Noè soaking up final Giro d'Italia at 42

Andrea Noè (Farnese Vini-Neri) will ride his last race at the 2011 Giro d'Italia.

Andrea Noè (Farnese Vini-Neri) will ride his last race at the 2011 Giro d'Italia. (Image credit: Bettini Photo)

At 42 years of age, Andrea Noè (Farnese Vini-Neri Sottoli) is finally ready to hang up his wheels, and is determined to soak up the atmosphere of his 15th and final Giro d'Italia. The veteran Italian, who began his professional career all the way back in 1993, will retire from the sport when he crosses the line in Milan on May 29th.

Speaking to Cyclingnews in Orvieto's Piazza Duomo on Thursday morning, Noè confessed that he had conflicting emotions on ending his relationship with the corsa rosa.

"I've done 15 Giri, and I have a lot of different sensations when I think that in two weeks I won't be in the peloton anymore," Noè admitted. "So day by day, I'm experiencing different emotions, and at the same time, I'll be trying to show myself and not just stay in the peloton being anonymous."

Noè has tasted glory at the Giro in his time. In 1998, he held off no less a figure than Marco Pantani to take a fine stage victory at San Marino in the colours of Asics and later held the overall lead for a day. 9 years later in 2007, he became the oldest man to wear the pink jersey, leading the Giro for two days at the already ripe old age of 38.

"I wore the maglia rosa and I suppose wearing the jersey at the age of 38 was a unique experience," he said. "Still today I'm the oldest maglia rosa in the history of the race, but there are so many emotions and memories from the Giro that it's impossible to describe them all."

Yet even at that stage, Noè's passion for the corsa rosa was not sated. After being left out of Liquigas' line-up for the 2009 race, the man born in 1969 continued racing into his fifth decade in the hope of riding one final Giro. The opportunity finally arrived with Farnese Vini-Neri Sottoli this season.

"I started racing at 16 years of age, and when I did, I started racing as a game," Noè remembered. "Then when I became a professional, I strived to be as professional as I could be. So if I'm still here, then I have to say it's also partly on my own merit. I'm still here at 42 years of age. I'm an exception, but the head is still strong and if the head is still strong you can do a lot."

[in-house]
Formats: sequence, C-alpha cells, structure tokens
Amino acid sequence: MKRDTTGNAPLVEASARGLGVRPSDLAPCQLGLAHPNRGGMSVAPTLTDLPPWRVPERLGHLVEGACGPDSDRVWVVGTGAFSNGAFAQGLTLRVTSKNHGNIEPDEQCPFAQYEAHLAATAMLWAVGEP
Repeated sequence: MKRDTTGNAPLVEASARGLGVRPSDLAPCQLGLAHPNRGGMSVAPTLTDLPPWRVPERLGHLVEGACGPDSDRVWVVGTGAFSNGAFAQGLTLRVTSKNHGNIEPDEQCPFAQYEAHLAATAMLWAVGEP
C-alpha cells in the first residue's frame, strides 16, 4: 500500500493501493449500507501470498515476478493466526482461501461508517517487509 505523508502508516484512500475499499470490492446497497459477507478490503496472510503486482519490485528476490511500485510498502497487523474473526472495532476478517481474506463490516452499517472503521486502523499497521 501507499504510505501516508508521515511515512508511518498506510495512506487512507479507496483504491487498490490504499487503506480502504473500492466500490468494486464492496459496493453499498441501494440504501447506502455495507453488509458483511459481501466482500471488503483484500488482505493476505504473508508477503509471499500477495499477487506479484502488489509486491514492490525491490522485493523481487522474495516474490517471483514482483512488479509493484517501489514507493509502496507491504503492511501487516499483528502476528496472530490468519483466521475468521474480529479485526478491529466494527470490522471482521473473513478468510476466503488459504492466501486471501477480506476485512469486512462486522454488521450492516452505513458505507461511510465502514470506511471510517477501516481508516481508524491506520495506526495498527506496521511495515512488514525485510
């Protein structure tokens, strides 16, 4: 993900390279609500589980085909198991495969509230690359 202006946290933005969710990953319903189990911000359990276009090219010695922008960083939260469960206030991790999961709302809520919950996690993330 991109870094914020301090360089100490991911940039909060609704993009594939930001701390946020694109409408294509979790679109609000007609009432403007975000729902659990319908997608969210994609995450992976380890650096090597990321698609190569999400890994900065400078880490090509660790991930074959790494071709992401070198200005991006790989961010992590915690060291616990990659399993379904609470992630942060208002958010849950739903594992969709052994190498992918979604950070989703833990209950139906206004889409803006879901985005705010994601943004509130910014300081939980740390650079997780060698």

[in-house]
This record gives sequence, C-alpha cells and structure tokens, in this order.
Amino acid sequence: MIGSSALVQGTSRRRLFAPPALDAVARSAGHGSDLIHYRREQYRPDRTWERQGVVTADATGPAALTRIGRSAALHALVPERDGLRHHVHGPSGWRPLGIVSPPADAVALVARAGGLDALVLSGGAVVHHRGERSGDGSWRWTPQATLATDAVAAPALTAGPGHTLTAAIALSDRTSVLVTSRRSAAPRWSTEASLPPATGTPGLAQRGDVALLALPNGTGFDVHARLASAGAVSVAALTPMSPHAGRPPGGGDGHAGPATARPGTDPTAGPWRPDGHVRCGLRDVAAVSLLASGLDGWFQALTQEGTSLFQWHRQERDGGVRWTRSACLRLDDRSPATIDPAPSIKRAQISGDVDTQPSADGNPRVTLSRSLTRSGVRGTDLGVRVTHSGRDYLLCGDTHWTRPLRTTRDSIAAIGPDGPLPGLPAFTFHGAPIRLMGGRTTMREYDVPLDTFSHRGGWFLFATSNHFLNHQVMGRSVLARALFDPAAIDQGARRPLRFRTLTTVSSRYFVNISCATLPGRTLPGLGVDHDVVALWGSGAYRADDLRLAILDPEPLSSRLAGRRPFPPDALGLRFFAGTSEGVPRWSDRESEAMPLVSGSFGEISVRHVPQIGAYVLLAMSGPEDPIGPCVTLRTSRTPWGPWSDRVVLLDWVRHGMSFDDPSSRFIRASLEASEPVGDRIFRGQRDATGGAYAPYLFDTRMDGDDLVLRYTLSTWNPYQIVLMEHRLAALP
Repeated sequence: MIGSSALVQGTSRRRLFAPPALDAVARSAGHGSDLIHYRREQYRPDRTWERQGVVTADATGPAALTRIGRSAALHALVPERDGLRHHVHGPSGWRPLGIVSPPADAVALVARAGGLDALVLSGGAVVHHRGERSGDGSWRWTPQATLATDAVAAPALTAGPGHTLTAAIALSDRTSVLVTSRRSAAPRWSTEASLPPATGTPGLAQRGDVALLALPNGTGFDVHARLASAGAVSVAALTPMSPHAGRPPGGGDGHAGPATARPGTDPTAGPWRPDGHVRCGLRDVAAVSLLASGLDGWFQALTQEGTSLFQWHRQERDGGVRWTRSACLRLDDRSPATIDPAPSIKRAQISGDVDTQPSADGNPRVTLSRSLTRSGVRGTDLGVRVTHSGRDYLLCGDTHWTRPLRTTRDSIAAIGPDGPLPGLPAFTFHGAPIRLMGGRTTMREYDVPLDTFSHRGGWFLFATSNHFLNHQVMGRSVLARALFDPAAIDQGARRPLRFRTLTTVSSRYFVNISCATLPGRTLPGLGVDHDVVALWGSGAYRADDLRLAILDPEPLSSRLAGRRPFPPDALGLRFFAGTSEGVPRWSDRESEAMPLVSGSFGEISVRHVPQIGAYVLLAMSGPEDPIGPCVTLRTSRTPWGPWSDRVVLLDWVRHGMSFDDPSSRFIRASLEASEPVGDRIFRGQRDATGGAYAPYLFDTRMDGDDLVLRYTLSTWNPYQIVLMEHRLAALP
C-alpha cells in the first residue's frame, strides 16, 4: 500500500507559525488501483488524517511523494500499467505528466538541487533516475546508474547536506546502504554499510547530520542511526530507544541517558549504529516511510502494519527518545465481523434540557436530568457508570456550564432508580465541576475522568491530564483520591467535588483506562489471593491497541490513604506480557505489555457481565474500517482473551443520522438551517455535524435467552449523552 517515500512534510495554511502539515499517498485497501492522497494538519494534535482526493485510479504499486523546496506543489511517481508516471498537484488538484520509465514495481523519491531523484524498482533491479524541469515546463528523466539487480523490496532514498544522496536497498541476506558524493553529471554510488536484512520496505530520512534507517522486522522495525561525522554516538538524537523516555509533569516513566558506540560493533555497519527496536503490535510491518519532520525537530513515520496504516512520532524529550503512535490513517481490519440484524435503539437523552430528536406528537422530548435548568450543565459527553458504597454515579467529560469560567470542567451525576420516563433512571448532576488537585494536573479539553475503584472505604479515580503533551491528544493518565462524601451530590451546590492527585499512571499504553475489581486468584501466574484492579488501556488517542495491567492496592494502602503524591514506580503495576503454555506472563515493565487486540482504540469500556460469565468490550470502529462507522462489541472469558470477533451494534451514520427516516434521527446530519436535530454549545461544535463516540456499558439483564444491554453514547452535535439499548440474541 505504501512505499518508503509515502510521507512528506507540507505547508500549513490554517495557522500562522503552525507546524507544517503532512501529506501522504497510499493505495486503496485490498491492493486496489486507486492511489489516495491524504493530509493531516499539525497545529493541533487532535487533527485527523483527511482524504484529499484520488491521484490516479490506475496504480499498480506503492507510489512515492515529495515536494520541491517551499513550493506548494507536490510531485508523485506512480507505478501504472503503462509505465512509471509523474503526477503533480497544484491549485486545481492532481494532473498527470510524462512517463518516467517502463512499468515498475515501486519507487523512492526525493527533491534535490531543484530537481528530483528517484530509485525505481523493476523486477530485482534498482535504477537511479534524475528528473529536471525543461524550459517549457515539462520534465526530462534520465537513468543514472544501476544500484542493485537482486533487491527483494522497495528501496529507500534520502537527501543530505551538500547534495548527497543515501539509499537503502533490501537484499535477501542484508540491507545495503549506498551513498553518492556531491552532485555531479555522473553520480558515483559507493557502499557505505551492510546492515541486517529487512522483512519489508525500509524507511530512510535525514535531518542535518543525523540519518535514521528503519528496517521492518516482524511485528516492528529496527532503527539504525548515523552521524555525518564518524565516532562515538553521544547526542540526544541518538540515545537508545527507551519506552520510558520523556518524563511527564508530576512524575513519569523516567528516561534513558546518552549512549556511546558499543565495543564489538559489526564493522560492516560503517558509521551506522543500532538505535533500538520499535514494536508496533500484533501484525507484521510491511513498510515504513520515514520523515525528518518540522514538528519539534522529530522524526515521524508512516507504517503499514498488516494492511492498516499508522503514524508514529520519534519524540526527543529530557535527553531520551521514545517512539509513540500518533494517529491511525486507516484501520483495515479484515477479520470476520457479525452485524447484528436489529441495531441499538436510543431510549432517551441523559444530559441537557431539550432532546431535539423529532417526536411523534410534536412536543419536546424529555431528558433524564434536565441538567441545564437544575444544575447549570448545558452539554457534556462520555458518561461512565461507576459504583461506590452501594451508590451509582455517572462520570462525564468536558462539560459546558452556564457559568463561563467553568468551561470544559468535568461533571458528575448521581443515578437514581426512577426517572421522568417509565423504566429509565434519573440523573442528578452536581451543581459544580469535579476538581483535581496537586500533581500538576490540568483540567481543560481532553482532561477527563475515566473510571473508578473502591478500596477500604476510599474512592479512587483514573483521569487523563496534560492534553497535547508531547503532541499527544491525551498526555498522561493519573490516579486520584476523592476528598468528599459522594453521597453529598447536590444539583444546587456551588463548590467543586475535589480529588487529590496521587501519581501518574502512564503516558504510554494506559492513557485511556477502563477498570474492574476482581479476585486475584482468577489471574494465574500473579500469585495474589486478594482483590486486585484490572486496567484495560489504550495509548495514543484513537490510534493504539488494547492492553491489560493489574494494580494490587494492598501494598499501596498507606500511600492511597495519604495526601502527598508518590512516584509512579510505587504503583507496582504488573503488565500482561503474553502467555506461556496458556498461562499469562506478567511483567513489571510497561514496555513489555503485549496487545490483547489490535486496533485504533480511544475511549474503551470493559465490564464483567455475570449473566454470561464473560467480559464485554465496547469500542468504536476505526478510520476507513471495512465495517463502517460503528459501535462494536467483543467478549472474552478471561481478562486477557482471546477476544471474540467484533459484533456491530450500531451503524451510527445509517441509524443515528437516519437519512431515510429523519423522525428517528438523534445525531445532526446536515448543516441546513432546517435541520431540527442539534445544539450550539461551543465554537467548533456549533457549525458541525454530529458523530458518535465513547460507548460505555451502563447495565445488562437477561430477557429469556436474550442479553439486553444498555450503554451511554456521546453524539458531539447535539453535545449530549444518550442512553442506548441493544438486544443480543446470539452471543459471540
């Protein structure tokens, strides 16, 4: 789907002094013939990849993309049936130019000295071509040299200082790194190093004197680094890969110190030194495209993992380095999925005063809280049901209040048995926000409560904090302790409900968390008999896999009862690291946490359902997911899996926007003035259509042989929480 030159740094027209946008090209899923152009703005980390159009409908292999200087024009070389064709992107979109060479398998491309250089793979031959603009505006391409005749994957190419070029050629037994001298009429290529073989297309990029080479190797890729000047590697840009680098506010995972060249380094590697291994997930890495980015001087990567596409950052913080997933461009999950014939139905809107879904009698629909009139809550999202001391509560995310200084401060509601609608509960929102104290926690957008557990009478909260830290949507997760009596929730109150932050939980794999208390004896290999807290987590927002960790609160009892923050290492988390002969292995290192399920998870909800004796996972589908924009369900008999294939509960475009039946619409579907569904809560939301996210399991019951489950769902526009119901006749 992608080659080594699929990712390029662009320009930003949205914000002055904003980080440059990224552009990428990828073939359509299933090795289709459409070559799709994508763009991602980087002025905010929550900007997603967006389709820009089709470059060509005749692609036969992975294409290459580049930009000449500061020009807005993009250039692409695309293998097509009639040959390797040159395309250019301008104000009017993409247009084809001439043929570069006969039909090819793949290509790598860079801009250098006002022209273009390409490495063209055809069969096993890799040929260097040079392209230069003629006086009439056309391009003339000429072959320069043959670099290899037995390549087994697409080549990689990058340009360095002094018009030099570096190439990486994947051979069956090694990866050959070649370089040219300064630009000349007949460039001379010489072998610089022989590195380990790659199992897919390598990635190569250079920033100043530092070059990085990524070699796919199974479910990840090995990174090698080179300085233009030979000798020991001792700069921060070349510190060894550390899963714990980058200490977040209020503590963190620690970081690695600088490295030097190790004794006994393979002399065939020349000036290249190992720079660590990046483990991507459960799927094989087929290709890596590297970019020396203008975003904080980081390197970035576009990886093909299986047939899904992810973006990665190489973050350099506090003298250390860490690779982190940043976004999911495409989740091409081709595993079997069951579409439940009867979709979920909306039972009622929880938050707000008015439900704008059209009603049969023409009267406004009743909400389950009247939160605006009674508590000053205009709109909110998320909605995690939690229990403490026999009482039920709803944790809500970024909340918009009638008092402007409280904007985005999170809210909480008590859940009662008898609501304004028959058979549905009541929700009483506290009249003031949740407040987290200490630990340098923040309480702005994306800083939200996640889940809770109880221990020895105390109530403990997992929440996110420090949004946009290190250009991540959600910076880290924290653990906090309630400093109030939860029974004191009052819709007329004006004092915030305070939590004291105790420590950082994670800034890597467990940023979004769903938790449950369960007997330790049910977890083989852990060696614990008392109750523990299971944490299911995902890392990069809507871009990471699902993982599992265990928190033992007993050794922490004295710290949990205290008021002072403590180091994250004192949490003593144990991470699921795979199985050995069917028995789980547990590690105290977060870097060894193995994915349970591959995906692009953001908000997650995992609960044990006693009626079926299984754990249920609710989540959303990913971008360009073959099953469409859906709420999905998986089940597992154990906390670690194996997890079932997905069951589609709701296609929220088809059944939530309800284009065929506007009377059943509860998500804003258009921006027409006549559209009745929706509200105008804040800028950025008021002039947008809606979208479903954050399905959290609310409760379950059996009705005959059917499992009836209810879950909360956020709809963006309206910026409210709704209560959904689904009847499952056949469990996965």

The team man

In spite of his historic pink jersey exploits and his heroics in staving off the rampant Pantani of 1998, Noè modestly picked out the overall victories of his leaders as among the most cherished memories of his Giro career. During his first spell at Mapei, he served as a trusted gregario to Tony Rominger during his triumphant Giro campaign of 1995, and twelve years on he was a key man in Di Luca and Liquigas' victory in 2007.

"I won two Giri, one with Rominger and one with Di Luca, and those were special occasions," Noè recalled proudly.

Another magical Giro moment came in 1998, just two days after his stage win at San Marino. On the rain-soaked descent of the Zovo, Noè and his teammates Michele Bartoli and Paolo Bettini caught and passed Pantani and Pavel Tonkov and rode together into Schio.

On that occasion, Noè enjoyed his first brief spell in the pink jersey, but his abiding memory is the daring collective effort that saw Asics take the stage win through Bartoli, as well as temporary command of the three main leaders' jerseys.

"I think it was partly down to the tyres that we were using, and also a bit of luck although you still needed to be able to handle your bike," Noè pointed out. "That day I also took the maglia rosa, and on the same day we were on the podium with the points jersey and the climbers jersey, and that's day that will really stay in my memory."

Rocky road to Orvieto

The tragic death of Wouter Weylandt cast a pall over the entire Giro d'Italia, and against such a backdrop, it was more than understandable that many riders and observers questioned the need to include a stage over unmade roads to Oriveto on Thursday.

Noè concurred with that line of thinking, and felt that the stage over the dirt roads posed an unnecessary risk to rider safety at the Giro.

"I've done lots of Giri, I've done the Tour when they did parts of the course of Paris-Roubaix and I think that we rode on roads that were excessively dangerous and that during the Giro d'Italia they shouldn't be doing following courses like that," he said.

In two weeks' time, of course, the polemics of the cycling world will be long behind him. After nineteen seasons in the professional peloton, Noè is ready to adapt to civilian life.

"I'll take a nice long rest and then I'll think about what to do afterwards con calma," Noè smiled, before pedalling off to the start line.


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Barry Ryan
Head of Features

Barry Ryan is Head of Features at Cyclingnews. He has covered professional cycling since 2010, reporting from the Tour de France, Giro d’Italia and events from Argentina to Japan. His writing has appeared in The Independent, Procycling and Cycling Plus. He is the author of The Ascent: Sean Kelly, Stephen Roche and the Rise of Irish Cycling’s Golden Generation (opens in new tab), published by Gill Books.